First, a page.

So many people get stuck trying to come up with completely original ideas. Whether it’s a product or branding, they feel uninspired because all of their ideas seem to already exist.
Here’s both the good news and the bad news: there’s no such thing as a truly original idea.
Ok, I almost never speak in absolutes, and that’s probably fair here, too. But the truth is, almost nothing you see now is new.
Everything is an iteration of something that came before it.
But you want to know the secret to creating something that feels new and fresh? You need to learn how to steal like an artist.
This phrase comes from (ok, 100% is) the title of Austin Kleon’s book (here it is on Amazon, but bonus points if you hit up your local book store instead). And it sounds absurd, right? I mean, you shouldn’t steal anything, ever, right?!
So here’s what it means in real life.
Have you ever heard about curating your social circle because you are the sum of the 5 people closest to you? (Thanks Jim Rohn) The same concept applies here.
To create ideas that feel new and can legitimately be passed as your own, find about 3-5 sources of inspiration.
We see this in writing, too — remember all those high school essays where you needed a minimum number of sources? It’s 100% ok, and even good, to combine information that already exists. You just need to research, assemble, and give it a bit of color in a way that’s unique to you.
How does this apply to my branding?
I’m so glad you asked, because this is something that helps when working with a designer. It also 100% applies if you DIY your first brand.
When you’re starting a brand — or looking for a refresh — it’s essential to look for inspiration. At least 3-5 sources, though honestly you should collect as many pieces of inspiration as possible and refine from there. But if you can find 3-5 cornerstone inspiration pieces, you’re building on a good foundation.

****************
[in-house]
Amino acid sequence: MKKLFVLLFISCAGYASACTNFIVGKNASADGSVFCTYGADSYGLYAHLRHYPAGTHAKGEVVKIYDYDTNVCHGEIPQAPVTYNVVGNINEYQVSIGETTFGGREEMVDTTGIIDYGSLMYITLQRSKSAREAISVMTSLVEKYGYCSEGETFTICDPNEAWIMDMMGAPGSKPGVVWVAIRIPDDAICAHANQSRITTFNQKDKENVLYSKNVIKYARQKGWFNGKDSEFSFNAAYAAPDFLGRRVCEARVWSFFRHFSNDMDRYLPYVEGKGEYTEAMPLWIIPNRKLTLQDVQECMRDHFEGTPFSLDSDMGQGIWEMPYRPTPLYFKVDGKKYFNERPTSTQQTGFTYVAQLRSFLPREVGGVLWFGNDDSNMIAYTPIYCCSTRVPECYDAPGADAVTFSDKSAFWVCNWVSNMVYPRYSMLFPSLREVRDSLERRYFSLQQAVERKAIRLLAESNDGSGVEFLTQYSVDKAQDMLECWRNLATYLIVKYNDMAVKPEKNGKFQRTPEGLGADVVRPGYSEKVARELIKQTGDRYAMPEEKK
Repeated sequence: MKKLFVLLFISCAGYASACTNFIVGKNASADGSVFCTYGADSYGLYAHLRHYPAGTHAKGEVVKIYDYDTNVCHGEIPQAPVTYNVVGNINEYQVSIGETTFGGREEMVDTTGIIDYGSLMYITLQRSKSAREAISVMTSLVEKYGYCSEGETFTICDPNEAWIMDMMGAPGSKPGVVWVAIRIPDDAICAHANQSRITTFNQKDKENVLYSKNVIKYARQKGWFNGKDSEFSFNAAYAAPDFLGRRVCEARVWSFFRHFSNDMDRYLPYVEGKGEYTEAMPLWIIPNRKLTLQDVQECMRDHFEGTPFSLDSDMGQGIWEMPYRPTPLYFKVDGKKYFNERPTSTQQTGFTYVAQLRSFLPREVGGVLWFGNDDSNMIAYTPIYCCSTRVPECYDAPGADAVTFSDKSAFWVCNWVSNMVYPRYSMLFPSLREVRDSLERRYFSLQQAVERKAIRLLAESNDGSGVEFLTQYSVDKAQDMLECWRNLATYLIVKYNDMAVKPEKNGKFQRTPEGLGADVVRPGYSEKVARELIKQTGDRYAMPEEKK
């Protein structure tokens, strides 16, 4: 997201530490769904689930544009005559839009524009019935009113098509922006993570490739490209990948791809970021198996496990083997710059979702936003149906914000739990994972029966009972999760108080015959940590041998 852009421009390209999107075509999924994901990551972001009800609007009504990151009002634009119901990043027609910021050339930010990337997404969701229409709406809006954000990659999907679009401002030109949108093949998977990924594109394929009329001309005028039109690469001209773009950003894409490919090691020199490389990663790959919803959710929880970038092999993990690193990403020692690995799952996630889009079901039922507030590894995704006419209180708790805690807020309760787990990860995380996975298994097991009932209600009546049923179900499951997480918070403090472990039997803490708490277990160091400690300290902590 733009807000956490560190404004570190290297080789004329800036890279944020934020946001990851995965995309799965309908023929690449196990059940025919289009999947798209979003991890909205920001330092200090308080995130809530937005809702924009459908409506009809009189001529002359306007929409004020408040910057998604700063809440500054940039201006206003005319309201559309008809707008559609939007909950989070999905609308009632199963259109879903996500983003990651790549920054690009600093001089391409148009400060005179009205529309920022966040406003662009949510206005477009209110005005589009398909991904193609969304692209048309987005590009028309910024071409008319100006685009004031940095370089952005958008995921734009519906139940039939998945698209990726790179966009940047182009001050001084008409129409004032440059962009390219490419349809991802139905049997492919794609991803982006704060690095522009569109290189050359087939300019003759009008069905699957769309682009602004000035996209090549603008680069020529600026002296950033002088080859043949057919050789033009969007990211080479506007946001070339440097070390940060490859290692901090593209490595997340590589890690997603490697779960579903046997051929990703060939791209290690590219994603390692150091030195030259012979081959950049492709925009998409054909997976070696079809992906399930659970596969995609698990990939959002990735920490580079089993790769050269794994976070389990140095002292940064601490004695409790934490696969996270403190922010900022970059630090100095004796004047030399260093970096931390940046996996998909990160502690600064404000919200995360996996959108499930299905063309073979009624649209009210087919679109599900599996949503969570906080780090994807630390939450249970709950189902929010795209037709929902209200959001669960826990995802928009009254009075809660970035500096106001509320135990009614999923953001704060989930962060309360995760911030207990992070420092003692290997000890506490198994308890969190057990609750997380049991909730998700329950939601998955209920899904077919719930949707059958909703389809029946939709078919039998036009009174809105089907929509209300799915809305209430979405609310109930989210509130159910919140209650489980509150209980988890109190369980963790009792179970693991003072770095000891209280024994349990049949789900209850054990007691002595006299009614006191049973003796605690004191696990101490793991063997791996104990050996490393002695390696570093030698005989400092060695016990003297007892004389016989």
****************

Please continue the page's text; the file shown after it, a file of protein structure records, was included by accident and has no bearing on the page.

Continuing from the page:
Now here’s a special trick, and one that people tend to forget about: look for inspiration outside your industry or niche.
If you work in alternative wellness, you might look for inspiration from textile or fiber artists. Mobile app design can take influence from the architecture industry. A business lawyer might find a fresh take from high-tech companies releasing the latest mobile apps and wearables. If you’re making home goods, inspiration might be sitting in the industrial factory around the corner.
The point is this — the farther outside your niche you look, the fresher your final result will feel.
This doesn’t mean you’re going to outright copy what that outside niche is doing. It means you’re going to find elements you like and blend them with elements from a second and third source, molding them all into something new. (Remember, design is all about the assembly of core elements. The beauty is in how those elements come together.)
This is why I love that I work with both equine and tech businesses. They create such a dichotomy (their usual aesthetics feel so at odds with each other) that they blend well into a fresh look that makes them stand out.
So the next time you’re creating for something new, trying looking outward instead of in. Chances are, all the pieces are already there — they’re just waiting for your new perspective.